Struggling with XML? Can't figure out the difference between an entity and a namespace? Fear not - our XML series has all the answers. This introductory article discusses the origins and design goals of XML, the basic rules of XML markup, and how to use elements and attributes in an XML document.
The document prolog is followed by a series of "elements". An element, which is the basic unit of XML, consists of textual content (or "character data"), enhanced with descriptive tags (or "markup"). The boundaries of an element are defined by start and end tags, and may contain additional descriptive "attributes".
XML also allows for so-called empty elements - essentially, elements which have
no content and therefore do not require a closing tag. Such elements are closed by adding a slash (/) to the end of their opening tag. For example,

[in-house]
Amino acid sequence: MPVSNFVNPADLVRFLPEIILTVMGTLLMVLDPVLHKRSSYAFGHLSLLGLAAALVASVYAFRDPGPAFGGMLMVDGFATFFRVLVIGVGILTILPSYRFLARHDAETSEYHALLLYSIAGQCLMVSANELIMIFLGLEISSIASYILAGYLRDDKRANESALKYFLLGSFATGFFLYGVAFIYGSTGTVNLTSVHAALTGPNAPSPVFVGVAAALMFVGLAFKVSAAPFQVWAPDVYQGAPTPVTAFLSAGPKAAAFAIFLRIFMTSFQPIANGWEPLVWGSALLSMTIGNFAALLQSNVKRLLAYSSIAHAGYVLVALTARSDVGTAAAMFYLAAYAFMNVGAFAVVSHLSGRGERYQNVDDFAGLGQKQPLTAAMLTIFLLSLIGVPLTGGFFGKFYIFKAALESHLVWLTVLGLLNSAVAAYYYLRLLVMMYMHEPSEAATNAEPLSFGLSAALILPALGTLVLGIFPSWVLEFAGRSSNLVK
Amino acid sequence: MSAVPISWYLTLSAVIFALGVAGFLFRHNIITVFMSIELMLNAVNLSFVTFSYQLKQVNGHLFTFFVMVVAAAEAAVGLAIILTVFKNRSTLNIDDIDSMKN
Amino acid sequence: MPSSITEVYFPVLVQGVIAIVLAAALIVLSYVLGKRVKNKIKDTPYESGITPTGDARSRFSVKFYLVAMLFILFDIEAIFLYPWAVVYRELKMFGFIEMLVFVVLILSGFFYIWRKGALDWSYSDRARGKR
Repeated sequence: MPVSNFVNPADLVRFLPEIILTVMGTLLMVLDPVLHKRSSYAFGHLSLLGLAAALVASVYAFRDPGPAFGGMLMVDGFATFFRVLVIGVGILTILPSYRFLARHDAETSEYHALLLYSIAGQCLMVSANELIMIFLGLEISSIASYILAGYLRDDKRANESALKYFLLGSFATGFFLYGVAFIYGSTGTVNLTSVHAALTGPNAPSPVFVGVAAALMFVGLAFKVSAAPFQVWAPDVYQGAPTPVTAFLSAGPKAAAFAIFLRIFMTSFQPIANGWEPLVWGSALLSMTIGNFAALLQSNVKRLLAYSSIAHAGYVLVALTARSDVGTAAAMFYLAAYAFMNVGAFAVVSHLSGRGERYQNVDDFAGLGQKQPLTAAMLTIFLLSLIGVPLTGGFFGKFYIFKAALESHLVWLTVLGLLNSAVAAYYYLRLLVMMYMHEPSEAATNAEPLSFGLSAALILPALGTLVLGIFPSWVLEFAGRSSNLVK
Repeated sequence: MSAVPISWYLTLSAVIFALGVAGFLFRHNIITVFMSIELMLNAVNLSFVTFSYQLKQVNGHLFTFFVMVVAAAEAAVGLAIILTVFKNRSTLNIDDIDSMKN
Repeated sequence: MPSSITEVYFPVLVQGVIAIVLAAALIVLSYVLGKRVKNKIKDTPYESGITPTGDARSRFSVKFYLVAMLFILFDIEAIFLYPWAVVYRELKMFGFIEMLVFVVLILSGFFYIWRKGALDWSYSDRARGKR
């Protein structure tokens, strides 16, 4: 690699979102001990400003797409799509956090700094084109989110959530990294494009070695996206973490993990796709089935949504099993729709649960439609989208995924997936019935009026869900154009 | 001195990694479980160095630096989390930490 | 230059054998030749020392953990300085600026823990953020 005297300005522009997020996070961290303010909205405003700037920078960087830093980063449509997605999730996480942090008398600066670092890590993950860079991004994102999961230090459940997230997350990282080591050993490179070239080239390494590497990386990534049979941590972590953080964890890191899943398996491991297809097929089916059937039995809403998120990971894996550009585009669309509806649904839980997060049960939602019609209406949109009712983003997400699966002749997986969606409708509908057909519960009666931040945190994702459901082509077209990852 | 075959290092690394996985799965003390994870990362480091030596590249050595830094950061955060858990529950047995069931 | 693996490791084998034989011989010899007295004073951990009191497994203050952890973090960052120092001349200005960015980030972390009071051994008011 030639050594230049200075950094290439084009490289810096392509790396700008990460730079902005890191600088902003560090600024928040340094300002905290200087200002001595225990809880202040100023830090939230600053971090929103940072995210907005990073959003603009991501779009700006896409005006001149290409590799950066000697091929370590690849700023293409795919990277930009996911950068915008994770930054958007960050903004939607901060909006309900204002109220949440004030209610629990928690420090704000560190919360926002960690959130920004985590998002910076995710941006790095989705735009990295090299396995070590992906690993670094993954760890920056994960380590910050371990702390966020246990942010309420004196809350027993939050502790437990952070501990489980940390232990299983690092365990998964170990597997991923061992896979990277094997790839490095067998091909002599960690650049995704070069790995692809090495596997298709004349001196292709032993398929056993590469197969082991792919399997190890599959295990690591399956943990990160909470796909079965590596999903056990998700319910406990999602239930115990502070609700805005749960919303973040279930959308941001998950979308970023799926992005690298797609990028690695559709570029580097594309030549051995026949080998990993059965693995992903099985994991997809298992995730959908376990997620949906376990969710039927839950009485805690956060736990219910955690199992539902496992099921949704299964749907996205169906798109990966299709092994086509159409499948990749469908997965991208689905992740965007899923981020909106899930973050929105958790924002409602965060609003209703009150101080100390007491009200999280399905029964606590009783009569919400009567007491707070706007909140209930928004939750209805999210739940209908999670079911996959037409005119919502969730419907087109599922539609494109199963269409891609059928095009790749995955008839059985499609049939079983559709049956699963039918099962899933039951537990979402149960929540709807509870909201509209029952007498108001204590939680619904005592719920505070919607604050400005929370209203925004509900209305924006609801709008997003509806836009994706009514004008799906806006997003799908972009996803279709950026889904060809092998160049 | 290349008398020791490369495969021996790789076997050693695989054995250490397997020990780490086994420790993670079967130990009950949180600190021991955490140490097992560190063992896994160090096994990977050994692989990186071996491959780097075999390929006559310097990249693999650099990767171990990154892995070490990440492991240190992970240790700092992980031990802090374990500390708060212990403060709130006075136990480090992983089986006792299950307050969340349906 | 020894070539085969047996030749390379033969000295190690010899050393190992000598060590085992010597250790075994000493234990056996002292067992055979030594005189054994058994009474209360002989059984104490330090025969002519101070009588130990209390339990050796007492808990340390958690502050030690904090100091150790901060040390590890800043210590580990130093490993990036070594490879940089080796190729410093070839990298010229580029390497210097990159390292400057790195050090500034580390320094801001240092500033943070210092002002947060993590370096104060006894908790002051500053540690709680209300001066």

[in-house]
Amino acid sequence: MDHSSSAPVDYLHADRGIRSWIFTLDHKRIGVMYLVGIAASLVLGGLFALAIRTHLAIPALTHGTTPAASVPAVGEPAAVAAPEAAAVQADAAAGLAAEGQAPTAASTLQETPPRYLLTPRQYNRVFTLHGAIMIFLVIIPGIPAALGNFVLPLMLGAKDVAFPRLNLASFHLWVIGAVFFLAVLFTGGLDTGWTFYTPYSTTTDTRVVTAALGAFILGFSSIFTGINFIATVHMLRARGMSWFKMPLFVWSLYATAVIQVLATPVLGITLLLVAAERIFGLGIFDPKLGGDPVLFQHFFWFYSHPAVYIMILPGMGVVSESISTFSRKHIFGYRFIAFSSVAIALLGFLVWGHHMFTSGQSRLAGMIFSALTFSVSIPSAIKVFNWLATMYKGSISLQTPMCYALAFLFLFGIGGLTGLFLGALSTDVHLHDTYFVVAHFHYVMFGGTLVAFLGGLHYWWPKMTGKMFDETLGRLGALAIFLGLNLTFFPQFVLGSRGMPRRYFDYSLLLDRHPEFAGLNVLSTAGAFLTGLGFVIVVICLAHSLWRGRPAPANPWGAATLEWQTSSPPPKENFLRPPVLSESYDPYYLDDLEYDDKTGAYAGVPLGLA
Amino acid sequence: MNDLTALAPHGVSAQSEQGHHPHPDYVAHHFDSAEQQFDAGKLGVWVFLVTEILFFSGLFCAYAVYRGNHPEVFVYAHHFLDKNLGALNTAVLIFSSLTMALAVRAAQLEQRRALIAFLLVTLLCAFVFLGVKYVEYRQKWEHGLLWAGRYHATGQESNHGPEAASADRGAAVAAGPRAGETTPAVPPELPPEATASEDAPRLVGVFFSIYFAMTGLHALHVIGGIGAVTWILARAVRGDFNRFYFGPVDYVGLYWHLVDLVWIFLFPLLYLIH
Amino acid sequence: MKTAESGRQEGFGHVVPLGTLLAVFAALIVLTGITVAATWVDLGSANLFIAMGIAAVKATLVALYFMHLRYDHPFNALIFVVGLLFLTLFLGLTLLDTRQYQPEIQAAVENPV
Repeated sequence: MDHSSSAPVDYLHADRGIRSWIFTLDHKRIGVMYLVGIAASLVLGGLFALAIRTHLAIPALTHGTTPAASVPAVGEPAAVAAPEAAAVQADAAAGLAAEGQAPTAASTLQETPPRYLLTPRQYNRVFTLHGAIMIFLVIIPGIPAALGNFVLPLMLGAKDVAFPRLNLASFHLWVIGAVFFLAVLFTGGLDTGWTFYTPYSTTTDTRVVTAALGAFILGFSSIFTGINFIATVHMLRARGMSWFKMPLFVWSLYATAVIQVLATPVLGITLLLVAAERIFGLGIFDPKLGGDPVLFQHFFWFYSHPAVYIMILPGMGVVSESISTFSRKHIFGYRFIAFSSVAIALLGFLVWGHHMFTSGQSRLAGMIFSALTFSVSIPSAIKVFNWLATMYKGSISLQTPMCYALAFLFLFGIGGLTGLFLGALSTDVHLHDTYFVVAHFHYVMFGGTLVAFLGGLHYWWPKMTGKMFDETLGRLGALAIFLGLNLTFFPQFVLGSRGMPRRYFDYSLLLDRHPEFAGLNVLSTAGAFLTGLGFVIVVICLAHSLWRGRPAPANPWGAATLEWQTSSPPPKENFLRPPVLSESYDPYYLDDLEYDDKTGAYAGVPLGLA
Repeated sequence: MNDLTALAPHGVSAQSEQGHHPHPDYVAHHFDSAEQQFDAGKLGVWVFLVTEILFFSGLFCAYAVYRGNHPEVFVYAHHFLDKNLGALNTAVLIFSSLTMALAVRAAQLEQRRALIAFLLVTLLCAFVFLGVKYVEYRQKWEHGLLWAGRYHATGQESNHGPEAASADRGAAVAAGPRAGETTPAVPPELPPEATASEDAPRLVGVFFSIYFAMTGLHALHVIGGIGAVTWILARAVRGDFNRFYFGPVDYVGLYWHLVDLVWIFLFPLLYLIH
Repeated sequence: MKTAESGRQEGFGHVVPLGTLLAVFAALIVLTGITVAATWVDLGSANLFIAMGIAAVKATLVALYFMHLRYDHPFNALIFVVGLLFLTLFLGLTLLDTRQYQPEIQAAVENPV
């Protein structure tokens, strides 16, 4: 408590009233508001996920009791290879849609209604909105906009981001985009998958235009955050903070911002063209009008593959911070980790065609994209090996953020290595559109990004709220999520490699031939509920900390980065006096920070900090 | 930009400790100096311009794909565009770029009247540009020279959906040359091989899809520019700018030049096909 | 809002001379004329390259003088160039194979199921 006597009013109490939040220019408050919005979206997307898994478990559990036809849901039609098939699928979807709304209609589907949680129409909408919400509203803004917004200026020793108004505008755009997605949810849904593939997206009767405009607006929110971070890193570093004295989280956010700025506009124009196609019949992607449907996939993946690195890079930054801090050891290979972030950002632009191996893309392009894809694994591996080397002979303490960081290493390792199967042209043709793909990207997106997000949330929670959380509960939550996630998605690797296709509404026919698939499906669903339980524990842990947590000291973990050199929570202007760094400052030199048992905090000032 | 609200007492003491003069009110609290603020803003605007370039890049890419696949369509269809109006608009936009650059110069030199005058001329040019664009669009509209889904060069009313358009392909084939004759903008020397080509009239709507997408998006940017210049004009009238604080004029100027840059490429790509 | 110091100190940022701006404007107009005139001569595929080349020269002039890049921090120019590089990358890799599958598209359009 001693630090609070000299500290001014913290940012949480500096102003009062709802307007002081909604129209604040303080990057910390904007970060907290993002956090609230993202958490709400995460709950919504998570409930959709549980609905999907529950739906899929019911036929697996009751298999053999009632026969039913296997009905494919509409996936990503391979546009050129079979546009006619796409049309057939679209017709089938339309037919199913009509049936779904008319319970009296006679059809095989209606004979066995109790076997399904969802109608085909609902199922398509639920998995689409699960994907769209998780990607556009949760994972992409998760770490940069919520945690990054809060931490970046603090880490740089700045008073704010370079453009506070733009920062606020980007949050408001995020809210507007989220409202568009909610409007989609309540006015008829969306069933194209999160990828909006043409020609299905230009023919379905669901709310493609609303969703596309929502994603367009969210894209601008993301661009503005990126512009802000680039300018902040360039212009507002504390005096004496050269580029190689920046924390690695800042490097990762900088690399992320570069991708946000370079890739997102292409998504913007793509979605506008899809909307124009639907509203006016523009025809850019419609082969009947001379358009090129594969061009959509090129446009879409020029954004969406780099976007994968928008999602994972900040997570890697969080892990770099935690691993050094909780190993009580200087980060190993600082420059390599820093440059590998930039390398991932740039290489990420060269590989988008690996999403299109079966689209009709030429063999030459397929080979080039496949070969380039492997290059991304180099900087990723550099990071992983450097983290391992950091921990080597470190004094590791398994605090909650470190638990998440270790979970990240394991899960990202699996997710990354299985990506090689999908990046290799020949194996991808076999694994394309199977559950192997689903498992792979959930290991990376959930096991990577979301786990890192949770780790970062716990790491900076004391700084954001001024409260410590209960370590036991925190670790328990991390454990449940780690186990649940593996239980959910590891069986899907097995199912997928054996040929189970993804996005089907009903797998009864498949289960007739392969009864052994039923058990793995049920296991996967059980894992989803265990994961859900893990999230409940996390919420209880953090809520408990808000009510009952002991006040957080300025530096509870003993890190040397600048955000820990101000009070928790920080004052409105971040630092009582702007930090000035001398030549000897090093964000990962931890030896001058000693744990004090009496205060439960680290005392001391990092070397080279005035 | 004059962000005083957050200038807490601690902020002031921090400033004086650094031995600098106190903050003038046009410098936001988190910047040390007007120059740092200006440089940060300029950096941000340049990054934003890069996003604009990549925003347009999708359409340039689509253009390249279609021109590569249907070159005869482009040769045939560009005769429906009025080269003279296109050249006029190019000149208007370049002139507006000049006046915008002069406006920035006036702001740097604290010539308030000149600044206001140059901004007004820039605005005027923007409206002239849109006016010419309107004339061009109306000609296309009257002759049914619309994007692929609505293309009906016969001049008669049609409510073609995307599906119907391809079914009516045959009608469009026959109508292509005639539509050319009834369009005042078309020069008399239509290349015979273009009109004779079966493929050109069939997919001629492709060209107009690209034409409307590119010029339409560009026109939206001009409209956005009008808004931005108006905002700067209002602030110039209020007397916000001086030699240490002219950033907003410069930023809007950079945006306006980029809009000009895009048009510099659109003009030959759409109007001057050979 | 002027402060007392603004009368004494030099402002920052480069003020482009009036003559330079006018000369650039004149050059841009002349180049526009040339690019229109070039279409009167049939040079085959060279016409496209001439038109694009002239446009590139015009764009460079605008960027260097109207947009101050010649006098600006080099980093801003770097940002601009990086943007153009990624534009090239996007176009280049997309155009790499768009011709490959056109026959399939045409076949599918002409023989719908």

<rule>Every sentence ends with a <period /></rule>
An element name must begin with a letter, optionally followed by more letters
and numbers. For example,
are all valid element names.
Element names are case sensitive - so
is different from
An element may contain only text,
<step>Garnish with lemon and chopped onions</step>
or a combination of text and other elements.
<sentence>The red <animal>wolf</animal> jumped over the blue
In order to be well-formed, an XML document must contain at least one non-empty
element. This outermost element is called the "root element" and, in turn, may contain other elements, nested in a hierarchical manner. In the first example above, the root element would be <review>...</review>.
This article copyright Melonfire 2001. All rights reserved.